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Automobile Decision Tree
By Jason Watson, CPA
Posted Tuesday, October 12, 2021
In deciding whether to own the automobile personally or through your S corporation, here is a set of examples to help you make a decision. It is not a hard and fast set of rules, but will provide some guidance.
First, let’s establish the bookends. On one end is the $80,000 luxury auto that you barely drive, and you recycle automobiles every 2-3 years. This is clearly business owned.
On the other end is the $30,000 modest automobile that you drive a tone of miles, and you keep automobiles for at least 5 years. This is clearly individually owned and reimbursed.
Armed with that information, here we go-
You like big fancy cars that cost $80,000 and you only drive 5,000 miles for the business. Degradation of value is a way of life simply based on time so this automobile will go down in value, and as such you might as well get a tax deduction for it. Ergo, have the business own it. In other words, if you have already budgeted for the degradation of automobile value you might as well get a tax deduction for it, right?
You are frugal and therefore you like to buy used Subaru’s costing around $20,000… and, you drive the wheels off the thing because you are a real estate agent. Degradation in value is not as severe as example 1, so in this example the small business owner should own the automobile personally and get a mileage reimbursement from the business.
You like big heavy trucks that cost $80,000 and you drive 12,000 miles for the business. You would like to save some taxes this year as well (shocking). This is a great example of using Section 179 plus 100% Bonus Depreciation to deduct the full amount of the truck.
Same as example 3, but you expect your income to dramatically increase next year versus this year. In this case, have some patience and purchase the truck next year to match the excellent tax deduction against the higher income. We know, patience stinks. Our job is to build your wealth, and save taxes over your lifetime… not just today.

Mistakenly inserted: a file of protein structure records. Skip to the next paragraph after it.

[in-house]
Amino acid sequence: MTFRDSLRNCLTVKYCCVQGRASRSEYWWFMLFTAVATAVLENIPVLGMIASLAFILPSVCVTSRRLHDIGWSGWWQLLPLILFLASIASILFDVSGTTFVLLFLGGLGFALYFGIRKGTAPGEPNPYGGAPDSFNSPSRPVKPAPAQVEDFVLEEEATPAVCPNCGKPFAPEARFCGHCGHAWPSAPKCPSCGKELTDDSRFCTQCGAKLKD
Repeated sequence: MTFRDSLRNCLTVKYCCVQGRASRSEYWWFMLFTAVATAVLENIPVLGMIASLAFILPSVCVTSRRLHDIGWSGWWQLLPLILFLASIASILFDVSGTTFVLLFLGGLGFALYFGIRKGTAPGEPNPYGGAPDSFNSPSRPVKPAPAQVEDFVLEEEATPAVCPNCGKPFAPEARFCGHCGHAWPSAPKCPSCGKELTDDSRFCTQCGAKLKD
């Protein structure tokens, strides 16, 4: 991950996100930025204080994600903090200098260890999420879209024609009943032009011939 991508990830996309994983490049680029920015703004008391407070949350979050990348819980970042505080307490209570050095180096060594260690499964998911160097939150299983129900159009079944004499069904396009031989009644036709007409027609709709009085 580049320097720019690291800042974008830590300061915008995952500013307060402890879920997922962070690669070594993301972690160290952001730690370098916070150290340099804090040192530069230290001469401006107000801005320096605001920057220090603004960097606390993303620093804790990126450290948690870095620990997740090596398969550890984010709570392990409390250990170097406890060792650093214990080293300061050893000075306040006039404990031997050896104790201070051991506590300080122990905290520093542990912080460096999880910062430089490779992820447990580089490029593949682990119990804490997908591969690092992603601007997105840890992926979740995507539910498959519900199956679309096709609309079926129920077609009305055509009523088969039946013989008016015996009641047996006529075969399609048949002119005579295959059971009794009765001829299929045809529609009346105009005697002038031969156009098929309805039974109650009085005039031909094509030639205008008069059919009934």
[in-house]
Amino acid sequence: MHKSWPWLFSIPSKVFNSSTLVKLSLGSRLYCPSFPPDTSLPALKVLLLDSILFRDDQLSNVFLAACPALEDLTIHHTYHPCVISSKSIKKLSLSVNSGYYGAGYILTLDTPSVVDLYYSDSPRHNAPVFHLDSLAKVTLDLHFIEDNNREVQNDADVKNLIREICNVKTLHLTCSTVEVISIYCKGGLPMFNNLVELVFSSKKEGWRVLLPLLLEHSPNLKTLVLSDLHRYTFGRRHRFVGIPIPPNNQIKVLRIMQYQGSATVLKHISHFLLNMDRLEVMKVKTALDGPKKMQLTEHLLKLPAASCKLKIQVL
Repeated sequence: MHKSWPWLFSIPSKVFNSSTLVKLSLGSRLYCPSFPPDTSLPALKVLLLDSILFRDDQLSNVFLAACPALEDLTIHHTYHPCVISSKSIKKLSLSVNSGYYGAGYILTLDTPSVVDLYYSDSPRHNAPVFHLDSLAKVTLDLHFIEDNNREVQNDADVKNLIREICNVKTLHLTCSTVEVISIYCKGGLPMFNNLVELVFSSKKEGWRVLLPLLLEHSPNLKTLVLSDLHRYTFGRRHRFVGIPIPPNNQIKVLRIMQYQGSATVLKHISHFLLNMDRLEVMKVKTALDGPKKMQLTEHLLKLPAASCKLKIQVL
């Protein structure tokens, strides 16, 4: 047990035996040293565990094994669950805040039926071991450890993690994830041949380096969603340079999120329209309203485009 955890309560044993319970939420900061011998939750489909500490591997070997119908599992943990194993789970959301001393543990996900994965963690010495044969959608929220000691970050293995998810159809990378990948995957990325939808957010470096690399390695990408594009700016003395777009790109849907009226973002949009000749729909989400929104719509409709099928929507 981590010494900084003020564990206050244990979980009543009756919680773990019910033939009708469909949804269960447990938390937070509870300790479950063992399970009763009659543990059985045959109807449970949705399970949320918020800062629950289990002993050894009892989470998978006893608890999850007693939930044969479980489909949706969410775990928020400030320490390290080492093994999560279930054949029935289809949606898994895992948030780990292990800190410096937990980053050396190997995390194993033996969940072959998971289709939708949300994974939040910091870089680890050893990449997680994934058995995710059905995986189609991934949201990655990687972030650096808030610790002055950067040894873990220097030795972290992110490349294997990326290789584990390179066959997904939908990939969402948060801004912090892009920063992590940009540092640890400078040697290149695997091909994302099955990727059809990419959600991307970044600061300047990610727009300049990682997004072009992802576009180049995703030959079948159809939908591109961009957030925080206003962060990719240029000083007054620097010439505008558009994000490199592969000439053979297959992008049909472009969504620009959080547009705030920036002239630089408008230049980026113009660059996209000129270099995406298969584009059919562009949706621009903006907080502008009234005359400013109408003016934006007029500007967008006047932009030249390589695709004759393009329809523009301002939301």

You buy a lightly used SUV that weighs over 6,000 pounds for $50,000 and you drive it 6,000 miles per year. Yuck. This is right in the middle of “no man’s land” where the decision is not obvious. Yes, you can deduct the full amount of $50,000 since the Section 179 deduction is not based on a new automobile, just new to you. Same with 100% Bonus Depreciation with the new tax law.
But recall that depreciation is a tax deferral… if you sell your business automobile for $40,000 a few years later, you will have depreciation recapture on the $40,000 taxed at ordinary income tax rates (with some limits). And… Section 1031 Like-Kind Exchanges no longer apply to automobiles since the recent tax reform so you can’t trade it in to kick this depreciation recapture can down the road.
It might behoove you then to own this automobile personally and get a mileage reimbursement from the business. Then again, if you have an unusually high income this year perhaps deducting it in full today makes sense. Again, “no man’s land” since the decision now has a ton of variables and what-ifs.
Same as example 5 but you keep the automobile for 10 years and drive 15,000 miles. This changes the narrative. Since you will be owning it for so long with so many miles, the mileage reimbursement option is the way to go. In other words, own it personally and get reimbursed for the business miles you drive.
Let’s flip this around. Let’s say you buy fancy vehicles and you recycle them every 2-3 years. Typically this should be owned by the business regardless of mileage since you are taking large degradations in value simply based on time with little consideration to miles. A $100,000 vehicle might be worth $70,000 after 2 years so use this depreciation in value as a tax benefit by owning it in the business.
We have a questionnaire that you can complete, and we can review together to find the best course of action. Here is the link-
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